Inferno Canto 26
Brendan Case is the Associate Director for Research at Harvard University’s Human Flourishing Project. He is the author of The Accountable Animal: Justice, Justification, and Judgement, and his work develops integrative research strategies to examine human flourishing across cultures.
Questions for Reflection
- How does Dante’s characterization of Ulysses differ from Homer? Why would Dante add to (or change) the ending of one of the most well-known and celebrated of the classical heroes?
- Is Ulysses desire to know the ways of the world, vice, worth, and valor in itself sinful? If so, does this mean that knowledge itself is problematic? If not, why is he in hell?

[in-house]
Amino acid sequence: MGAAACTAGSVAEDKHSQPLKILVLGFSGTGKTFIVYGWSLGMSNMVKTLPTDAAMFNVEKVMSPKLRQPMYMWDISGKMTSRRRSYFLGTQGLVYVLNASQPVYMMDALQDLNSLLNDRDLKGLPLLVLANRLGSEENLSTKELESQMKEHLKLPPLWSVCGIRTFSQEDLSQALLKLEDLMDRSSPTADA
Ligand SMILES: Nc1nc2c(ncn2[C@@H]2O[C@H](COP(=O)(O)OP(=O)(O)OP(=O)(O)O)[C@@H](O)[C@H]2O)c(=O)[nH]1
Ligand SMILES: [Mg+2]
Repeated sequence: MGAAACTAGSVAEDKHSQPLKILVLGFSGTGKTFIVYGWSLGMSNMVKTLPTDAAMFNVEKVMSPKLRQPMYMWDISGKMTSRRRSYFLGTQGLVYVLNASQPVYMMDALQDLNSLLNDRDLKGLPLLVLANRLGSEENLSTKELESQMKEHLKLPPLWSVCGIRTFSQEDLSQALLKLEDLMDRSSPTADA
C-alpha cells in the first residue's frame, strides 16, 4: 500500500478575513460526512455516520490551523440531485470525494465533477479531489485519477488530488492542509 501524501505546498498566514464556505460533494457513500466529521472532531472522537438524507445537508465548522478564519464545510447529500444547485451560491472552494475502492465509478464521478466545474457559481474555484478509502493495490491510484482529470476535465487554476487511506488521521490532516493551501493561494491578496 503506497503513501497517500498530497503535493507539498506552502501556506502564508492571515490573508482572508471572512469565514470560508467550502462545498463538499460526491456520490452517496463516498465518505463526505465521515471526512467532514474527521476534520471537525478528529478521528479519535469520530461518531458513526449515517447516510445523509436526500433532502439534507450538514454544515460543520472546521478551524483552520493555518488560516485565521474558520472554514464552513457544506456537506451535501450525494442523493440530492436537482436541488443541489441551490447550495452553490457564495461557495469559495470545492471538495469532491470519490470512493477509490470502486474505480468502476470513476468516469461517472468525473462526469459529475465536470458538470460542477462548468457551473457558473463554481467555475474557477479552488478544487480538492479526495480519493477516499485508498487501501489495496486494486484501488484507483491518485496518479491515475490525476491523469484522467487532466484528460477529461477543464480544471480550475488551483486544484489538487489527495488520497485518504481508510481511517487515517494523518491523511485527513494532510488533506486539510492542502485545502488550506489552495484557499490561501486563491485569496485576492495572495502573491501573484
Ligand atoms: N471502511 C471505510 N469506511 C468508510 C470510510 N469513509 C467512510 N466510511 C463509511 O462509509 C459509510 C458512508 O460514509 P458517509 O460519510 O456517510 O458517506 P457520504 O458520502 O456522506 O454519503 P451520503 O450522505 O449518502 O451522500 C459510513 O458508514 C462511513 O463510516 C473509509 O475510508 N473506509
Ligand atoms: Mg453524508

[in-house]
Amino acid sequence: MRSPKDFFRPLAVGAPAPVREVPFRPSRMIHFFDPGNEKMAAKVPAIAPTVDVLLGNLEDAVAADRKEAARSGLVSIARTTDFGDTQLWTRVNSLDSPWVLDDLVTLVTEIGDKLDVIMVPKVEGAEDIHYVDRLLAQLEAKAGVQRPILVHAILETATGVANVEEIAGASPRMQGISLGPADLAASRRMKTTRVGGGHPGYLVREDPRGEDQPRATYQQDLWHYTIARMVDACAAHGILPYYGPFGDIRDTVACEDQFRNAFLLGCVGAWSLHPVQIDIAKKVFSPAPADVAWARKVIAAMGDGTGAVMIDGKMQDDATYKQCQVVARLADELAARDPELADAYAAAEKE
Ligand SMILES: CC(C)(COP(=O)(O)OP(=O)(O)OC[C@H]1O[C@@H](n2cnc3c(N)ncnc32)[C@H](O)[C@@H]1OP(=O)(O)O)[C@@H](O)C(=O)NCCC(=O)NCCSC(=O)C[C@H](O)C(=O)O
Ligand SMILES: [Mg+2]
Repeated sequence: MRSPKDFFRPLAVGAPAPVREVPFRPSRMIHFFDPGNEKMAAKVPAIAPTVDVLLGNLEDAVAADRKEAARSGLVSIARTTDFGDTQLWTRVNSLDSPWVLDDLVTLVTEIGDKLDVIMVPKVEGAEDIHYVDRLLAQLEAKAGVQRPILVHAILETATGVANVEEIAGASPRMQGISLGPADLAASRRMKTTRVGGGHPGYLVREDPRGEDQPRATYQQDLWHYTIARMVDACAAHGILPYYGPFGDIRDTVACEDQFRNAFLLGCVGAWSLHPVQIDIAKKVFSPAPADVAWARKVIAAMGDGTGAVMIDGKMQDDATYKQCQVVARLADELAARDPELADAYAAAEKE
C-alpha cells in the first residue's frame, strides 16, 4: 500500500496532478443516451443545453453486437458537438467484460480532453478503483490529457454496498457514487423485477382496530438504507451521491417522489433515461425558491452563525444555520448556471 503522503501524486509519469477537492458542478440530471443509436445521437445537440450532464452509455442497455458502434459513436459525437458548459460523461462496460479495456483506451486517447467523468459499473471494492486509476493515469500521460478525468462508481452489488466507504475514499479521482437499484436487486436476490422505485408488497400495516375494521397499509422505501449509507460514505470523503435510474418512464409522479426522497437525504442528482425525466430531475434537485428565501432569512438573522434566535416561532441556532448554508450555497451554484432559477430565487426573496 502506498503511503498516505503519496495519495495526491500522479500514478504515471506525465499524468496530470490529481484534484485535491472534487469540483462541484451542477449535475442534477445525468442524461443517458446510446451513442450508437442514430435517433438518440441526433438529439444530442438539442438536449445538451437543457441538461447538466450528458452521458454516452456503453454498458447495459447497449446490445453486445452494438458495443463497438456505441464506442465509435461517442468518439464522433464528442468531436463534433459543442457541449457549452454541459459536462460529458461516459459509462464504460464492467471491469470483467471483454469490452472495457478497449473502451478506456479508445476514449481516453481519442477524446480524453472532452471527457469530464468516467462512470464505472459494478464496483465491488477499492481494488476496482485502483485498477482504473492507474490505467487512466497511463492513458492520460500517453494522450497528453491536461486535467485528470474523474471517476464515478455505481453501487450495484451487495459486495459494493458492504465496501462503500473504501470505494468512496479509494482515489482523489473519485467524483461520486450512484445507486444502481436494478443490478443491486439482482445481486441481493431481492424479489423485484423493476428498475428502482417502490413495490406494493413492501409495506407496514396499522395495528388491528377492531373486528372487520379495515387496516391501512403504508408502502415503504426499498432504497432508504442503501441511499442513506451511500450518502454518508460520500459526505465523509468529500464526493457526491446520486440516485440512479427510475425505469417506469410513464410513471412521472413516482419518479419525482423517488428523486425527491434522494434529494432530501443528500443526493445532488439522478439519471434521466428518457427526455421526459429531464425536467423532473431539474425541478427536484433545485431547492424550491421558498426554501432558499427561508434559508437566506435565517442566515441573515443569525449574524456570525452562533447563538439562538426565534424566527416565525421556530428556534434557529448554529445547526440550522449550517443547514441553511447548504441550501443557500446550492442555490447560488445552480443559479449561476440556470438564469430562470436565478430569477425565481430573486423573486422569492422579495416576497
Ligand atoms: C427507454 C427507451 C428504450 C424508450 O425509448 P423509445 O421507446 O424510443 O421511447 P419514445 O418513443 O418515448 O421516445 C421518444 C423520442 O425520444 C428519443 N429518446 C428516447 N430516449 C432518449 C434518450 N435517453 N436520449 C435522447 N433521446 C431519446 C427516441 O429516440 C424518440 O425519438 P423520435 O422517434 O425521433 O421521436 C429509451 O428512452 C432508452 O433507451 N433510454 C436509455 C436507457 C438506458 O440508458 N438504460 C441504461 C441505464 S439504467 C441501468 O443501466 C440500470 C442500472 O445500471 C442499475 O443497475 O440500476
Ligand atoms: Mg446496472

- How does Ulysses use language to inflame the hearts and minds of his men to violation the human “boundaries” set by the gods?
- In Ulysses’ speech, he tells his men: “You were not made to live as mindless brutes, but to go in search of virtue and true knowledge” (26.118-120). Isn’t this a true statement about human beings, that we have a desire to know? If so, how is Ulysses using the truth in a way that is deceptive?
- How does Ulysses reflect Dante’s own project in the Comedy? How does Ulysses function as a constant temptation or fear for the Poet throughout the rest of the poem?
- What does Ulysses warn us about the power and danger of rhetoric and curiosity?
- Dr. Brendan Case
- Harvard University
- Run Time 10:12